It would be unfair not to point out that the film's performances are mostly much better than the material deserves. Only seventies rock-god Roger Daltrey functions on the same dismal level as the screenplay. As breathtakingly magnetic as he was as The Who's frontman during the period in which the film was made, he's a complete dud here. He and Mick Jagger—in contrast to, say, David Bowie or Debbie Harry (or even modern-day singers-turned-actors such as Eminem or Justin Timberlake)—provide all the proof one needs that lead-singer charisma and screen presence are two entirely different things.

    Does all of this mean that The Legacy isn’t worth watching or should be avoided entirely? Depends on who you ask, of course, but this particular reviewer believes that it at least warrants some attention, if mostly as an example of the decline into which Sangster’s career fell after he left Hammer. There’s also the fact that Sam Elliott and Katharine Ross actually met on this picture, though they’d both been in Butch Cassidy and the Sundance Kid together in 1968 (in a way, at least; Ross was the female lead, Elliott consigned to an uncredited bit part). They began dating while filming and married in 1984; they remain so joined to this day. Though Ross has long since gone into semiretirement, Elliott remains active in film, his latest endeavor being the critically acclaimed arthouse release Grandma (2015).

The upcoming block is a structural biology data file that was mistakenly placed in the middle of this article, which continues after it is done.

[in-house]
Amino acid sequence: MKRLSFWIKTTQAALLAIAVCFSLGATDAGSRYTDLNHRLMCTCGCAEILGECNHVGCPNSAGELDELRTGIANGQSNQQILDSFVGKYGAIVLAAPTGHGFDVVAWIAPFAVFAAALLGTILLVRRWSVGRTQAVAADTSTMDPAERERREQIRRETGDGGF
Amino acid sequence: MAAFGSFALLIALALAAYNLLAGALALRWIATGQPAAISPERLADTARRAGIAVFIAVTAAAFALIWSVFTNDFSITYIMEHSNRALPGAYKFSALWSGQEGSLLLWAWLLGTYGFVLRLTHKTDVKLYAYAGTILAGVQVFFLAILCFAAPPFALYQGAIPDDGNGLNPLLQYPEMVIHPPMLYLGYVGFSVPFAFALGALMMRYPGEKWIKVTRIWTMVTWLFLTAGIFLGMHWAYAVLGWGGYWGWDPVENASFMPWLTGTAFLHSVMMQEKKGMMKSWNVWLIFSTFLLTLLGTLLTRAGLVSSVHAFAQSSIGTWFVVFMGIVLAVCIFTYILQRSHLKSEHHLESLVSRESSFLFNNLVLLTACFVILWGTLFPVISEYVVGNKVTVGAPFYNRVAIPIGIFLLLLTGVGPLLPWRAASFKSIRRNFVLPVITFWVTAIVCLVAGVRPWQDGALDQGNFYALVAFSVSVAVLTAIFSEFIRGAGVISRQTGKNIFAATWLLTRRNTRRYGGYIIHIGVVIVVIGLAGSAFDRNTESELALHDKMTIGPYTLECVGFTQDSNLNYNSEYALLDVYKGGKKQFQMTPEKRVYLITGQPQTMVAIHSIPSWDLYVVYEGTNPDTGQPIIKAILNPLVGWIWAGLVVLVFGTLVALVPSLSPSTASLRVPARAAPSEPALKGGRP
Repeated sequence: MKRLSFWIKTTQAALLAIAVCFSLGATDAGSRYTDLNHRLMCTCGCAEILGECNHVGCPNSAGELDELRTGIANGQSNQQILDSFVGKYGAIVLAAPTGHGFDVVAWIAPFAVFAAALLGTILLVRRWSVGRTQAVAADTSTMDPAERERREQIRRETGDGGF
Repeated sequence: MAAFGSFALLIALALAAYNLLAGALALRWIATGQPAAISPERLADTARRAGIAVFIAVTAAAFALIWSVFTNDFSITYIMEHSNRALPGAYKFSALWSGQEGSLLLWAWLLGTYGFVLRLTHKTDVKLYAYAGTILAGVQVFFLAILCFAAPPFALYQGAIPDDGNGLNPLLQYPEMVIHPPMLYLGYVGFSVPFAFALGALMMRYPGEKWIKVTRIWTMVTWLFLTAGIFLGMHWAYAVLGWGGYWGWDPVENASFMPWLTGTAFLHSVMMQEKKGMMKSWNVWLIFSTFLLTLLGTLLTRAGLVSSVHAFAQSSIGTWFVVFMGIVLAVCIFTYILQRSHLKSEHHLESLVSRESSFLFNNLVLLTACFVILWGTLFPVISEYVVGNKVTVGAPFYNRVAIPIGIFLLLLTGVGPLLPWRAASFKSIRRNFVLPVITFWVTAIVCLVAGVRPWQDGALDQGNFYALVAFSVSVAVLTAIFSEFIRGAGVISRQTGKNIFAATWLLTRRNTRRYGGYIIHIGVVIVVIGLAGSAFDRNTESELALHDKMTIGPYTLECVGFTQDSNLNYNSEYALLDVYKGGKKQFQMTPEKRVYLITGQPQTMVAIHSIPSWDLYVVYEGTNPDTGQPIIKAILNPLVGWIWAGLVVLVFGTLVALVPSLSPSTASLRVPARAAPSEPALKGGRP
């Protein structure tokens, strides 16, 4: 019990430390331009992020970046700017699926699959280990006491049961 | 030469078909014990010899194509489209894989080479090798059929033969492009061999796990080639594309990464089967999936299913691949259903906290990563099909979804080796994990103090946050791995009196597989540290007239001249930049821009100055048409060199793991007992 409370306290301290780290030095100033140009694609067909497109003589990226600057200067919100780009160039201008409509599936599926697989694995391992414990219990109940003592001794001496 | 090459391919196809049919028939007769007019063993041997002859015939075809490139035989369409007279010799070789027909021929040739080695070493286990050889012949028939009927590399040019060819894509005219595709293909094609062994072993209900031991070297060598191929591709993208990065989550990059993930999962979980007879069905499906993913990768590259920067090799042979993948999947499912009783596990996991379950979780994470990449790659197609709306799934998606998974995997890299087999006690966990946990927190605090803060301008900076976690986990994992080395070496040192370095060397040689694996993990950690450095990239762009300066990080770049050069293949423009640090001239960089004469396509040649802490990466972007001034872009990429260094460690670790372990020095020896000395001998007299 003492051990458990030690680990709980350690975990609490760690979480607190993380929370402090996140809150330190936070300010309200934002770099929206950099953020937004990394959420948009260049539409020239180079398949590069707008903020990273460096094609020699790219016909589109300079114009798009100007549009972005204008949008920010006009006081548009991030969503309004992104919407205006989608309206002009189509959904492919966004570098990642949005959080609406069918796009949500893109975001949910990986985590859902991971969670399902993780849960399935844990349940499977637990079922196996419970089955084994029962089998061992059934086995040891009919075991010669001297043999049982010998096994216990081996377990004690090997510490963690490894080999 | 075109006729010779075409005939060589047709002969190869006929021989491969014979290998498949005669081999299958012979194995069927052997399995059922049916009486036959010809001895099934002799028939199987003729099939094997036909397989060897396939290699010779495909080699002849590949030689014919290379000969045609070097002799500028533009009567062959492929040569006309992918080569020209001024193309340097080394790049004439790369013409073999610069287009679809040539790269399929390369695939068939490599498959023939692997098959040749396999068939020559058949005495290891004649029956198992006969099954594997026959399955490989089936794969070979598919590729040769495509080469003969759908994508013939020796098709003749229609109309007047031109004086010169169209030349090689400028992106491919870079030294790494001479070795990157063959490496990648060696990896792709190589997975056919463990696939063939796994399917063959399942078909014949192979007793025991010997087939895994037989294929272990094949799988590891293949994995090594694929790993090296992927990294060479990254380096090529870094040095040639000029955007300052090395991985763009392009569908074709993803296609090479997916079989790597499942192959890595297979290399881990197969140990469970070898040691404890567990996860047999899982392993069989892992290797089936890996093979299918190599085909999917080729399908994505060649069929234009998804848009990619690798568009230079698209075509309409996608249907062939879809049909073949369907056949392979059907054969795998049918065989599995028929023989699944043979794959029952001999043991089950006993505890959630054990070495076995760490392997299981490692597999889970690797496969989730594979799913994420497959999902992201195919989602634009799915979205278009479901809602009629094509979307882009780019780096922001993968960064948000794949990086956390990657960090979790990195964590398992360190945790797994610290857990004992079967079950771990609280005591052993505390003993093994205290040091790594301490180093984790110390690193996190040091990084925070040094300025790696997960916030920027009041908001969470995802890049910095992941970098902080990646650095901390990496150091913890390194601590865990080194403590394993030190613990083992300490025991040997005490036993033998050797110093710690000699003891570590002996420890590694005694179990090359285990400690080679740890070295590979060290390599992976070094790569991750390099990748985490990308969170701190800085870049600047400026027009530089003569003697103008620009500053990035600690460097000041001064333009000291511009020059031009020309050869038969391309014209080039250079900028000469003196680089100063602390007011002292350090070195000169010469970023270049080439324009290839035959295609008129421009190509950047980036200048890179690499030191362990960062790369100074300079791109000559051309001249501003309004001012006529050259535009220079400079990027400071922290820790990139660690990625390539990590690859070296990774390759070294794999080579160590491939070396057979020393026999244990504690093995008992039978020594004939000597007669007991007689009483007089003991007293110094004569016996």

The film is moderately gruesome for the time, and the body count is sufficiently high for horror fans who like to count such things. As mentioned above, the acting is mostly good, and the cinematography takes some advantage of the locales, particularly during the film’s most effective sequence when Maggie and Pete attempt to escape the estate grounds but find that all roads lead to Ravenhurst.


    Shout! Factory’s Scream imprint has leased The Legacy from Universal, who has shown little interest in releasing its catalogue of horror titles, classic or otherwise, on Blu-ray. The film is presented in 1.78:1, with an MPEG-4 AVC encode in 1080p high definition. During daylight and well-lit scenes, the film has a moderate-to-high level of detail, which is most notable during exterior sequences. The foliage in and around Ravenhurst Estate looks resplendent on Blu, and colors are earthy and naturalistic. Interiors are solid but not exquisitely detailed, depending on the amount of light, with shadows devolving into a pronounced grain field that is kept under much greater control throughout the rest of the film. Darks at time exhibit crush, but since most of the film is brightly lit, this isn’t too much of a problem.

    The film’s soundtrack is supplied in DTS-HD Master Audio 2.0. Sound effects are kept to a minimum, and Michael J. Lewis’s original score seems more at home in an action film than a horror film, but there are no problems with the quality to announce. Because the music often lies lowly in the background, dialogue is always easy to understand; and when there is a burst of music to accentuate a particular scene, there’s little dialogue for it to drown out. English subtitles for the deaf and hearing impaired are also provided.